Long before any jumbo jets had taken to the air, albatrosses were navigating the global skies, travelling up to 15,200 km in any one trip. However, undertaking such long journeys requires a lot of energy, and calculations suggest that albatrosses cannot rely on flapping their wings unless they sacrifice half of their body mass as fuel. To overcome this problem, albatrosses have learnt to harness the energy from the winds just above the sea's surface. But how exactly do they do this? Some researchers have suggested they use gusts of winds caused by breaking waves and others think that using the shear wind gradient, where wind speed increases with altitude, may be sufficient. With so many theories, Gottfried Sachs, from the Technische Universität München, Germany, decided to investigate in more detail with the help of his aerospace engineering background (p. 4222).

As GPS technology has become much smaller and more advanced in recent years, Sachs and his PhD student at the time, Johannes Traugott, realised they could use GPS loggers to investigate the albatrosses' movements in fine detail. By manipulating the loggers to increase data recording to 10 times per second and developing a special computational algorithm, Sachs and Traugott could track both horizontal and vertical movements to within decimeters. Equipped with 20 GPS loggers, Traugott then made the long journey to the remote Kerguelen Islands in the Indian Ocean. With the help of biologist Anna Nesterova, a post-doc in Francesco Bonadonna's lab at the CNRS Centre d'Ecologie Fonctionnelle et Evolutive, France, he was then able to attach his loggers to albatrosses just about to depart the islands on a long foraging trip.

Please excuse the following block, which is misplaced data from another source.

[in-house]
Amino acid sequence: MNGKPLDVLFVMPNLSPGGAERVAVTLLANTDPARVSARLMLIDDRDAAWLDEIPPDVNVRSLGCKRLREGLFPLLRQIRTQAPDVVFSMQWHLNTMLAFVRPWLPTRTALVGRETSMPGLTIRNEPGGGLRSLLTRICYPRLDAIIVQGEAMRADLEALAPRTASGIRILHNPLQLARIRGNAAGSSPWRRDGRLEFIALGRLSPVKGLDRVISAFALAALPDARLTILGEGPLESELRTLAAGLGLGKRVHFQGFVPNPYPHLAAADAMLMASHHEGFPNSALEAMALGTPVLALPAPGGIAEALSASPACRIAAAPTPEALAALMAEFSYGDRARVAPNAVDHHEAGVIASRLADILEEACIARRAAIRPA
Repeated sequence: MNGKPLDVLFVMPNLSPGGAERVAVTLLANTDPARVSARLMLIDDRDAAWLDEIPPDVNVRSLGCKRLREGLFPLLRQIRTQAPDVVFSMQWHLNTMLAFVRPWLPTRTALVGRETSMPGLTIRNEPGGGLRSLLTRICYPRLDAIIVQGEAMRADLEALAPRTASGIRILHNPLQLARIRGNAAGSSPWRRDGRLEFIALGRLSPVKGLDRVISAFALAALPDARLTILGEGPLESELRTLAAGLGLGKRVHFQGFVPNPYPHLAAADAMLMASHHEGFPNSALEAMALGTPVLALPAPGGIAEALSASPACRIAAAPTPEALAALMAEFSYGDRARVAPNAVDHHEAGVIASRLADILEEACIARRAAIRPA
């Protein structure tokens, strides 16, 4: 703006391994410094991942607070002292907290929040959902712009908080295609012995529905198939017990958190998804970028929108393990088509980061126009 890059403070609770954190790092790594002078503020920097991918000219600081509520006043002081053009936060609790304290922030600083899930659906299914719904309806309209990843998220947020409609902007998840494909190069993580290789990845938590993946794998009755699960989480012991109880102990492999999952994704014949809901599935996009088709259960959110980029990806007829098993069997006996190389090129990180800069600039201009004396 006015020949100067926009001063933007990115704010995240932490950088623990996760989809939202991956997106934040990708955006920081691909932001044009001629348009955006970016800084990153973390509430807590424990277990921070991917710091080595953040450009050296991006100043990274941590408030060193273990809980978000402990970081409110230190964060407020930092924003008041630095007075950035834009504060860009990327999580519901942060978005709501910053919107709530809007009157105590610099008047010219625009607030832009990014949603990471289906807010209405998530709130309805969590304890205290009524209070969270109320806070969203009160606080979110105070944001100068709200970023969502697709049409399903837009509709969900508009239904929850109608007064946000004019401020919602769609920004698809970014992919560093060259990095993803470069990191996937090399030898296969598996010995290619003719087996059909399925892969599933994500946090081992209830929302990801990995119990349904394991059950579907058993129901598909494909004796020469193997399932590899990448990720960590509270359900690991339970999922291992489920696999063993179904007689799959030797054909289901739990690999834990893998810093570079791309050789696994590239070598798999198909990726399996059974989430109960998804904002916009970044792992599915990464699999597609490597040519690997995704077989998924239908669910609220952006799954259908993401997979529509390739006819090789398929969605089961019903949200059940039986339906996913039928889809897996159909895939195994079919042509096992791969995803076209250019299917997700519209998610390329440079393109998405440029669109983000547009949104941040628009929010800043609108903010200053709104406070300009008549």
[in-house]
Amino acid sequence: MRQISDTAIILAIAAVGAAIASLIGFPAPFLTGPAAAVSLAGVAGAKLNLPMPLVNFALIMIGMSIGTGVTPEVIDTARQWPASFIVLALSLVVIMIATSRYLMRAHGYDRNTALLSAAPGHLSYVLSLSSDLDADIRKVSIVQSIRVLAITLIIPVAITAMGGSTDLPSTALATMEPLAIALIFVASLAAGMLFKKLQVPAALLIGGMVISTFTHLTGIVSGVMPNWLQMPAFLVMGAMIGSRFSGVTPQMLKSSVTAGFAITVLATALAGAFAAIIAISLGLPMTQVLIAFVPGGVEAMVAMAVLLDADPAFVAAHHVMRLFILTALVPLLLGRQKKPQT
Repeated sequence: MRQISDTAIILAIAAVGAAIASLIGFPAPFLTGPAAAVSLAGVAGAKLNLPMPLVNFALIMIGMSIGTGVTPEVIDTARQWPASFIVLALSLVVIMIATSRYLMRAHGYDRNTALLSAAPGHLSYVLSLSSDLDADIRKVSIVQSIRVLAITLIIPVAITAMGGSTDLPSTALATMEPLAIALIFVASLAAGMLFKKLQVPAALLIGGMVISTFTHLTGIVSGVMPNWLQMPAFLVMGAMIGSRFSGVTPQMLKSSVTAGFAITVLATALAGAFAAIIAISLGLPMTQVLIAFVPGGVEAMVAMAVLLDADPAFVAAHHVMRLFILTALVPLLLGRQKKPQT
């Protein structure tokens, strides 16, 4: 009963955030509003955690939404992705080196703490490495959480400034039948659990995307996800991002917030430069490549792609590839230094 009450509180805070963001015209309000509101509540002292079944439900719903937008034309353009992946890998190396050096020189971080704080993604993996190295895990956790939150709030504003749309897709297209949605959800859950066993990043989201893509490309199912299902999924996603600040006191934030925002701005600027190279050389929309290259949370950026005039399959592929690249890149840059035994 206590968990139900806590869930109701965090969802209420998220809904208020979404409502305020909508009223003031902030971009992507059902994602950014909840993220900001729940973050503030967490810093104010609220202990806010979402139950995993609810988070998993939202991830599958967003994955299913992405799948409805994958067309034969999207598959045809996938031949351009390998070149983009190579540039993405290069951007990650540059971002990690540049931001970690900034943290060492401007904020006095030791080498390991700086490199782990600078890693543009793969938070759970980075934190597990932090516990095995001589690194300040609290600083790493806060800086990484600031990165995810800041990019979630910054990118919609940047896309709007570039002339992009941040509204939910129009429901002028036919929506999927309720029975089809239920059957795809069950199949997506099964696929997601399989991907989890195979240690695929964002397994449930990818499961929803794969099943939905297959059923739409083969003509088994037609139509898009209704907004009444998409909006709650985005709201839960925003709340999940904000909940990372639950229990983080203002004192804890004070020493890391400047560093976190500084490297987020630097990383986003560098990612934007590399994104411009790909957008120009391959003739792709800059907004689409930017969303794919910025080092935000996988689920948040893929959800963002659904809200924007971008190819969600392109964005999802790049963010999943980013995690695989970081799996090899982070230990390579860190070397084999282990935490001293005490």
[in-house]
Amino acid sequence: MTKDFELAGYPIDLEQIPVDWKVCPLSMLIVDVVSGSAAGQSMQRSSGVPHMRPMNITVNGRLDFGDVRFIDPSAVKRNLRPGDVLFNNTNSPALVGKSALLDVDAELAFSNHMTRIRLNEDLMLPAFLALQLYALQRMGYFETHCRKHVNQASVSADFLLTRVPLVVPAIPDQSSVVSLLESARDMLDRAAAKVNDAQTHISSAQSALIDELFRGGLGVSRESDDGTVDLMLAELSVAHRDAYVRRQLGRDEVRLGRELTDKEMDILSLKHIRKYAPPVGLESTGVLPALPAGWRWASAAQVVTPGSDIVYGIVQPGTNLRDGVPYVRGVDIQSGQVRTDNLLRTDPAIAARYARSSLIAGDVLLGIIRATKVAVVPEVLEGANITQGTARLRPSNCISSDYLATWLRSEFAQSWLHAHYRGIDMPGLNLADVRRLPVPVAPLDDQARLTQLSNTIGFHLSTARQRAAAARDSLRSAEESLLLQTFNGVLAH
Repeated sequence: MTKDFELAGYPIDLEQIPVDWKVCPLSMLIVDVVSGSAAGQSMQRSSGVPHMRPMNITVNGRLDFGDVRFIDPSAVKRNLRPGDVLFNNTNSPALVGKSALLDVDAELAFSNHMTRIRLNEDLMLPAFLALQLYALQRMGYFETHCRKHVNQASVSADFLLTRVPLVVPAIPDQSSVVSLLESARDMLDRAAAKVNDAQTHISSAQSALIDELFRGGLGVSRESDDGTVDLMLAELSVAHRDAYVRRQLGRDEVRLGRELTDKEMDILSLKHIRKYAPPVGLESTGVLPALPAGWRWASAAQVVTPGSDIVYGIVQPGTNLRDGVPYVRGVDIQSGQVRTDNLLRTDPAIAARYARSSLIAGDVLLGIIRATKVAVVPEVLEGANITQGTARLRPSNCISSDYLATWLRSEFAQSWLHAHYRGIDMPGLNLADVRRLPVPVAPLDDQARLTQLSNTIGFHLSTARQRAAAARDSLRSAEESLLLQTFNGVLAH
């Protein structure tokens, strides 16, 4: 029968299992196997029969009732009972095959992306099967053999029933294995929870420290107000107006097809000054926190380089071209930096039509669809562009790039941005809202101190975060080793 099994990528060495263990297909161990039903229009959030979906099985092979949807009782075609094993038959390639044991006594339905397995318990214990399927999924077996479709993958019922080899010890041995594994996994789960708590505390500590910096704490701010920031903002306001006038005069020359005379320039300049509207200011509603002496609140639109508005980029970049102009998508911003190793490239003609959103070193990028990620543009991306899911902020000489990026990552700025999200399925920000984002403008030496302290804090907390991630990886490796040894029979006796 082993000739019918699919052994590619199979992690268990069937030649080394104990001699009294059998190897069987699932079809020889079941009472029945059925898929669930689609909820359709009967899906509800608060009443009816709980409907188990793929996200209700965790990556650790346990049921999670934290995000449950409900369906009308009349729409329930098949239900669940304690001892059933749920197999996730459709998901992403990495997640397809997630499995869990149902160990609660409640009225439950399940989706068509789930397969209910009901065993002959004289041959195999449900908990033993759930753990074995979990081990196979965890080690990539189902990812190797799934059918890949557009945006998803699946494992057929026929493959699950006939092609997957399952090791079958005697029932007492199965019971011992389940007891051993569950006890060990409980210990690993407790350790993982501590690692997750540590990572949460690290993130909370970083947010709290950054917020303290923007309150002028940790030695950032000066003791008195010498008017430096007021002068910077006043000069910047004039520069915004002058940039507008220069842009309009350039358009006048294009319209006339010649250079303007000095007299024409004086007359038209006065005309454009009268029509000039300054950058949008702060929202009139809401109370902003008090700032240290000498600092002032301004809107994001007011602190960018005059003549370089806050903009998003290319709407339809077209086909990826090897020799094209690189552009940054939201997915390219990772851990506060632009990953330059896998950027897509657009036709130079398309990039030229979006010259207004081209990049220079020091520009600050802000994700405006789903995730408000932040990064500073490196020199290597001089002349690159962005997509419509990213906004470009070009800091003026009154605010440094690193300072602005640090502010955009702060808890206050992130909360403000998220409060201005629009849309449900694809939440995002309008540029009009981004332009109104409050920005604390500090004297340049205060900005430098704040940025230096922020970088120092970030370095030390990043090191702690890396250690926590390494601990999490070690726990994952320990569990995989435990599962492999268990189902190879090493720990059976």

From the logged data, the team could then characterise the small-scale soaring and diving movements the birds made, into four distinct phases: (1) a climbing upward phase against the wind, (2) a leeward turn, (3) a downward descent with the wind and (4) a windward turn just above the sea to reorient themselves against the wind for their next climb. The GPS data also provided the team with information of the albatrosses' speed and altitude so they could calculate where and exactly how most of the energy was gained. While some energy was gained because of an increase in altitude, most of the harnessed energy was kinetic energy, gained after the albatrosses had made their leeward turn and were heading downwards with the wind behind them.

With some further analysis, Sachs found that albatrosses will climb to different altitude levels: in one case this was 9 m above sea level and in another it was 15 m, suggesting that they will fly high enough to enable them to the gain sufficient energy to sustain continuous non-flapping flight. Next, Sachs calculated the maximum propulsive force generated from this wind and found that it was more than 10 times higher than anything the albatross could create by merely flapping its wings. This conclusively showed, for the first time, that at no point during their four-step routine do the albatrosses resort to this energy-draining mode of flying.

What's more, with his calculations, Sachs was also able to rule out a number of other theories. He shows that the energy gain cannot be explained by the wind gradient alone, which predicts that energy would be gained on the upward stage of flight. He also ruled out that gusts caused by crashing waves helped, as several albatrosses started their acrobatic manoeuvres whilst still over land and there were no sudden gains in energy. All in all, the albatrosses seem to have mastered a very complicated flight manoeuvre that allows them to fly for ‘free’.

Experimental verification of dynamic soaring in albatrosses
J. Exp. Biol.